Data literacy

From Wikipedia, the free encyclopedia

Data literacy is the ability to read, understand, create, and communicate data as information. Much like literacy as a general concept, data literacy focuses on the competencies involved in working with data. It is, however, not similar to the ability to read text since it requires certain skills involving reading and understanding data.[1]


As data collection and data sharing become routine and data analysis and big data become common ideas in the news, business,[2] government[3] and society,[4] it becomes more and more important for students, citizens, and readers to have some data literacy. The concept is associated with data science, which is concerned with data analysis, usually through automated means, and the interpretation and application of the results.[5]

Data literacy is distinguished from statistical literacy since it involves understanding what data means, including the ability to read graphs and charts as well as draw conclusions from data.[6] Statistical literacy, on the other hand, refers to the "ability to read and interpret summary statistics in everyday media" such as graphs, tables, statements, surveys, and studies.[6]

Role of libraries and librarians[edit]

As guides for finding and using information, librarians lead workshops on data literacy for students and researchers, and also work on developing their own data literacy skills.[7]

A set of core competencies and contents that can be used as an adaptable common framework of reference in library instructional programs across institutions and disciplines has been proposed.[8]

Resources created by librarians include MIT's Data Management and Publishing tutorial, the EDINA Research Data Management Training (MANTRA), the University of Edinburgh's Data Library and the University of Minnesota libraries' Data Management Course for Structural Engineers.

See also[edit]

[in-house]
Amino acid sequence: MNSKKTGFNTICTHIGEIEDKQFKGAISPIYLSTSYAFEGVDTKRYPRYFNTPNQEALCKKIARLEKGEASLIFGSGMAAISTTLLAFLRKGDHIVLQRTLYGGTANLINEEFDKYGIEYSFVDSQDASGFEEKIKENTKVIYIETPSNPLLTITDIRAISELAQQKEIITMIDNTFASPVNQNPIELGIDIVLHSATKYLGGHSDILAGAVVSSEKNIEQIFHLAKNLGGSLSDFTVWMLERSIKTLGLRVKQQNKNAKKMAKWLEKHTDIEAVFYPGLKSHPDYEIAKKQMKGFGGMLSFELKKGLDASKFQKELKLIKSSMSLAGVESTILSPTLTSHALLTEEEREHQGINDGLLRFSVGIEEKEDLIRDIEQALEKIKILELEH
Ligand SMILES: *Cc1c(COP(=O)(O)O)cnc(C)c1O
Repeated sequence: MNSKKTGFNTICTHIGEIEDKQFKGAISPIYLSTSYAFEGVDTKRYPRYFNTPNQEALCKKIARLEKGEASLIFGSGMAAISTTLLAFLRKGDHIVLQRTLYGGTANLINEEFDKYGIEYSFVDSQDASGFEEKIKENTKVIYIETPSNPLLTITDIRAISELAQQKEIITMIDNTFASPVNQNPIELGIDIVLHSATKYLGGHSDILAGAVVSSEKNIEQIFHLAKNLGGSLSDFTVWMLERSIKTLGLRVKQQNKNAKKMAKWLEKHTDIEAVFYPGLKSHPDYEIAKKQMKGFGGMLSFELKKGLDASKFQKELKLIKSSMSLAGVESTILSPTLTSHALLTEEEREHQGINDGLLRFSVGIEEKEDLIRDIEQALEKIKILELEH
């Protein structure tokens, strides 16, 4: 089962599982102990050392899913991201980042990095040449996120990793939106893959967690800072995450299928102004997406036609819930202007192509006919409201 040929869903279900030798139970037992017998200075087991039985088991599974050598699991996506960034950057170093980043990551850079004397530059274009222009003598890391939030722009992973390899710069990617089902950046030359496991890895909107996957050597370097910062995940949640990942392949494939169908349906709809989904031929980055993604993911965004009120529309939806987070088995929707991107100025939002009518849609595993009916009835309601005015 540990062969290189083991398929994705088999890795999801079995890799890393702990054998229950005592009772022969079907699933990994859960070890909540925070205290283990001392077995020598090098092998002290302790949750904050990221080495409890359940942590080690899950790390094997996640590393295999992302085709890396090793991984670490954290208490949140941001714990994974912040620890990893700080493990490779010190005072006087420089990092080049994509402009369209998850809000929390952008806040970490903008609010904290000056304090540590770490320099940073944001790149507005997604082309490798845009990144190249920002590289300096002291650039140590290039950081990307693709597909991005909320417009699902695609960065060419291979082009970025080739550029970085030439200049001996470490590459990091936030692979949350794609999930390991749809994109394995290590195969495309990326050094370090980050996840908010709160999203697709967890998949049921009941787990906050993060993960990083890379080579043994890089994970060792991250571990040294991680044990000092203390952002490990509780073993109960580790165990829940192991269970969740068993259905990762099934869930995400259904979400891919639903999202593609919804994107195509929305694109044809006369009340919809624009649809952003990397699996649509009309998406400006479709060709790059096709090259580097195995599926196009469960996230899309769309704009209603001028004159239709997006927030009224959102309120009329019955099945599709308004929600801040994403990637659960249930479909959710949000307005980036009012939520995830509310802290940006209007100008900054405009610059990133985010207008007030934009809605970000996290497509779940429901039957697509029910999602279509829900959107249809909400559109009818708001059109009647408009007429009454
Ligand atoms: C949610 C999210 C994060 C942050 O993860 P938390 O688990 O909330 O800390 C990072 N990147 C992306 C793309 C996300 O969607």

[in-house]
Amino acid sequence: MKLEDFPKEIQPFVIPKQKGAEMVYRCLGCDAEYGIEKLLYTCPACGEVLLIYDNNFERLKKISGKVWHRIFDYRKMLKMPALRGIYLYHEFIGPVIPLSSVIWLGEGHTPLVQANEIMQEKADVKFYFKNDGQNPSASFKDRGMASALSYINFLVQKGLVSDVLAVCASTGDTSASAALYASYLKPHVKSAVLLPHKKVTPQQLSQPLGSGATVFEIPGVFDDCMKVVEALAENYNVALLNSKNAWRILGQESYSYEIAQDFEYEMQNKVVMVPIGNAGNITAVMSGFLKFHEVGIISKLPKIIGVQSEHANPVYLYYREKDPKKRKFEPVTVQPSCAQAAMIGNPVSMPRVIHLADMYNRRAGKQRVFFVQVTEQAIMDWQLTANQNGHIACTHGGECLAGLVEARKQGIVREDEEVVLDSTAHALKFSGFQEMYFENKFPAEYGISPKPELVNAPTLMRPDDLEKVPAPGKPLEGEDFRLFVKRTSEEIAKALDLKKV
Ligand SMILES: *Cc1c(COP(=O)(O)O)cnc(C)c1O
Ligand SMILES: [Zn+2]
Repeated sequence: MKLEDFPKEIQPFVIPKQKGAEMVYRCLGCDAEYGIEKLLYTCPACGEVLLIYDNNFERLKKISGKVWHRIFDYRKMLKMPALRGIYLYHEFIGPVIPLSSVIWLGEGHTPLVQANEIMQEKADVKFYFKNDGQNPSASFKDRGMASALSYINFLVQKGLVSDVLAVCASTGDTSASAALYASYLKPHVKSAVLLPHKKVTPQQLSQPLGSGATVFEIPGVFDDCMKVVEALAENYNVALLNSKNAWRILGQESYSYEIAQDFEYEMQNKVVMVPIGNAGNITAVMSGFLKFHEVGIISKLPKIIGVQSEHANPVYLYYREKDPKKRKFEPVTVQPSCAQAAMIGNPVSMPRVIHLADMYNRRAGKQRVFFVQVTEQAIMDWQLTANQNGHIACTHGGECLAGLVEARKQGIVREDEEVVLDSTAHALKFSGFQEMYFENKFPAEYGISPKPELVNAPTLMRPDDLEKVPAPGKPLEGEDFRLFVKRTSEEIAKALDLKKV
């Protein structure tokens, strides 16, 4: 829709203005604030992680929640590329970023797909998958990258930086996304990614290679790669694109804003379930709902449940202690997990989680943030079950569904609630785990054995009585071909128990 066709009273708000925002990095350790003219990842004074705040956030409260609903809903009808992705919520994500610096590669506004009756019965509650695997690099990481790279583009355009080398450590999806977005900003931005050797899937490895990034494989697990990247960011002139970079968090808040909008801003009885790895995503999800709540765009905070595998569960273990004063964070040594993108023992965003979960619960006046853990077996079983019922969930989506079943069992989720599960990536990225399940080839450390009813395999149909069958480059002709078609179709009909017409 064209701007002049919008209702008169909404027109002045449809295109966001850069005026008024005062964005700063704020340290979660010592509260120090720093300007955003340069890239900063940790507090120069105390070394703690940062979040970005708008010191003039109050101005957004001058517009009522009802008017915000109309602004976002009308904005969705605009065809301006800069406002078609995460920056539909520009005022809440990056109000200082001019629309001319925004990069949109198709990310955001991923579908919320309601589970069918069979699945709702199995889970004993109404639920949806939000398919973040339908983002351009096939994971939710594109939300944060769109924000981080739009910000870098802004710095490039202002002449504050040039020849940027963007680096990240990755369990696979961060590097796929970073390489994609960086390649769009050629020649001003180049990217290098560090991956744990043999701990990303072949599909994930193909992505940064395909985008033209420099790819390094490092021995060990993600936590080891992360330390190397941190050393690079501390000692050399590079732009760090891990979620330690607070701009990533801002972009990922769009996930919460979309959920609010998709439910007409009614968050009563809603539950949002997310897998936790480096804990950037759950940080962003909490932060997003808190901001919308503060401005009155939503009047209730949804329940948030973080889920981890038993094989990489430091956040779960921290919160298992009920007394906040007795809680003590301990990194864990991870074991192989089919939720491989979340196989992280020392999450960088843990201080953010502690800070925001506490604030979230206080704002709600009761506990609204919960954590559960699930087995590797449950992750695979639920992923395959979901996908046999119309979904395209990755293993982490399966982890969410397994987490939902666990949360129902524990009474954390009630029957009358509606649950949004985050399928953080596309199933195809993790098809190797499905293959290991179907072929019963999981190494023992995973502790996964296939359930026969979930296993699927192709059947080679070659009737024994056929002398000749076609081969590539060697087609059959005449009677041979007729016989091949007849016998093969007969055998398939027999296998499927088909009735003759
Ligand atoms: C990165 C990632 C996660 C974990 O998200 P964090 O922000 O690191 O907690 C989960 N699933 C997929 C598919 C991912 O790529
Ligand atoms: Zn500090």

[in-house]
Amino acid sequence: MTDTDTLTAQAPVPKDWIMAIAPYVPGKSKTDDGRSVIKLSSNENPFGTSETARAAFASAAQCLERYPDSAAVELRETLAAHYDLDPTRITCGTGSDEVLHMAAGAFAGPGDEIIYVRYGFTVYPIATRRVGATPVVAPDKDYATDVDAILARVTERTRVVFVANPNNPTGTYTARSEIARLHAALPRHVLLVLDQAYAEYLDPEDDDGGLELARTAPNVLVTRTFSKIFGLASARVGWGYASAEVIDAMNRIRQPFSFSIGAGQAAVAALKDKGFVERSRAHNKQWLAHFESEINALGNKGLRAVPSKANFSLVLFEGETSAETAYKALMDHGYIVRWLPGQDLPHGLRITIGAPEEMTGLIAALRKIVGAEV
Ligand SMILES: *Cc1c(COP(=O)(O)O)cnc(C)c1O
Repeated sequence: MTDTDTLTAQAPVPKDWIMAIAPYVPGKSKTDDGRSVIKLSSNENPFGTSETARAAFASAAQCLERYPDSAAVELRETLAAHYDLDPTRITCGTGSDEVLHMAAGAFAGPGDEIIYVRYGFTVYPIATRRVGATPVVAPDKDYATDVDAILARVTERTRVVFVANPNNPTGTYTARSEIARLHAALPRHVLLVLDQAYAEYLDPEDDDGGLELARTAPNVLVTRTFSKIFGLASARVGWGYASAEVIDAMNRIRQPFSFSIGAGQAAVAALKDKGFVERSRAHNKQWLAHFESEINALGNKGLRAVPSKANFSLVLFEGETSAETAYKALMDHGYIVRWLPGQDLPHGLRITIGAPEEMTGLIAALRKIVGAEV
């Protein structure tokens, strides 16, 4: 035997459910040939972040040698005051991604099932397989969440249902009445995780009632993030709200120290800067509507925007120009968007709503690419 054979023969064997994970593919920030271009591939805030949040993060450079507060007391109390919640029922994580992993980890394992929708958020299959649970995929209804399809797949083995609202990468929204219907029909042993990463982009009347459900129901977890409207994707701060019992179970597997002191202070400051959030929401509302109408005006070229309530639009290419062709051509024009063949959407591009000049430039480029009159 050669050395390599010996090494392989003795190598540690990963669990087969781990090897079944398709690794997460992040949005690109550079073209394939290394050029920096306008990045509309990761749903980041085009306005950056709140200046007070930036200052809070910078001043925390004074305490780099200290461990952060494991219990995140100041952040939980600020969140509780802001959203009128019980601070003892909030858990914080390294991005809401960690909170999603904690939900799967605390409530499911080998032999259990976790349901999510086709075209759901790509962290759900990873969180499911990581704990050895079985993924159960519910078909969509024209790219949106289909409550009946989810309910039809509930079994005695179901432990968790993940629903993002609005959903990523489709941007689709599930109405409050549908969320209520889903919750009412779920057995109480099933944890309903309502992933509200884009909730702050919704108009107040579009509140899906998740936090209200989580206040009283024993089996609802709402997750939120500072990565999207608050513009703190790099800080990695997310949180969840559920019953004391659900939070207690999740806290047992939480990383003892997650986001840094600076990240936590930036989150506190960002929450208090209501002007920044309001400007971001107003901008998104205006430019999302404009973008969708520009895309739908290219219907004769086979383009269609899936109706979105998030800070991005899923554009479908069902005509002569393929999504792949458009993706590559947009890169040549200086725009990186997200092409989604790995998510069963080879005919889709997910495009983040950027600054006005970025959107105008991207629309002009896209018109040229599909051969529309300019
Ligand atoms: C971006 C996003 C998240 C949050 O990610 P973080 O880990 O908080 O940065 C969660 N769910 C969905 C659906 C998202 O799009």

1. ^ Baykoucheva, Svetla (2015). Managing Scientific Information and Research Data. Waltham, MA: Chandos Publishing. p. 80. ISBN 9780081001950.
  2. ^ Hey, A. J.; Tony Hey; Tansley, S.; Tolle, K., eds. (2009). The fourth paradigm: data-intensive scientific discovery. Microsoft.
  3. ^ "Open Data Philly". Retrieved 14 June 2013.
  4. ^ Na, L. & Yan, Z. (2013). "Promote Data-intensive Scientific Discovery, Enhance Scientific and Technological Innovation Capability: New Model, New Method, and New Challenges Comments on" The Fourth Paradigm: Data-intensive Scientific Discovery". Bulletin of Chinese Academy of Sciences. 1 (16).
  5. ^ Stanley, Deborah B. (2018-07-11). Practical Steps to Digital Research: Strategies and Skills For School Libraries. Santa Barbara, CA: ABC-CLIO. p. 275. ISBN 9781440856723.
  6. ^ a b Carlson, Jake; Johnston, Lisa (2015). Data Information Literacy: Librarians, Data, and the Education of a New Generation of Researchers. West Lafayette, Indiana: Purdue University Press. p. 15. ISBN 9781557536969.
  7. ^ Koltay, Tibor (2015). "Data literacy for researchers and data librarians" (PDF). Journal of Librarianship and Information Science. 49 (1): 3–14. doi:10.1177/0961000615616450. S2CID 36467384.
  8. ^ Calzada-Prado, Francisco-Javier; Marzal, Miguel-Angel (2013). "Incorporating Data Literacy into Information Literacy Programs: Core Competencies and Contents". Libri. 63 (2): 123–134. doi:10.1515/libri-2013-0010. hdl:10016/27173. S2CID 62074807.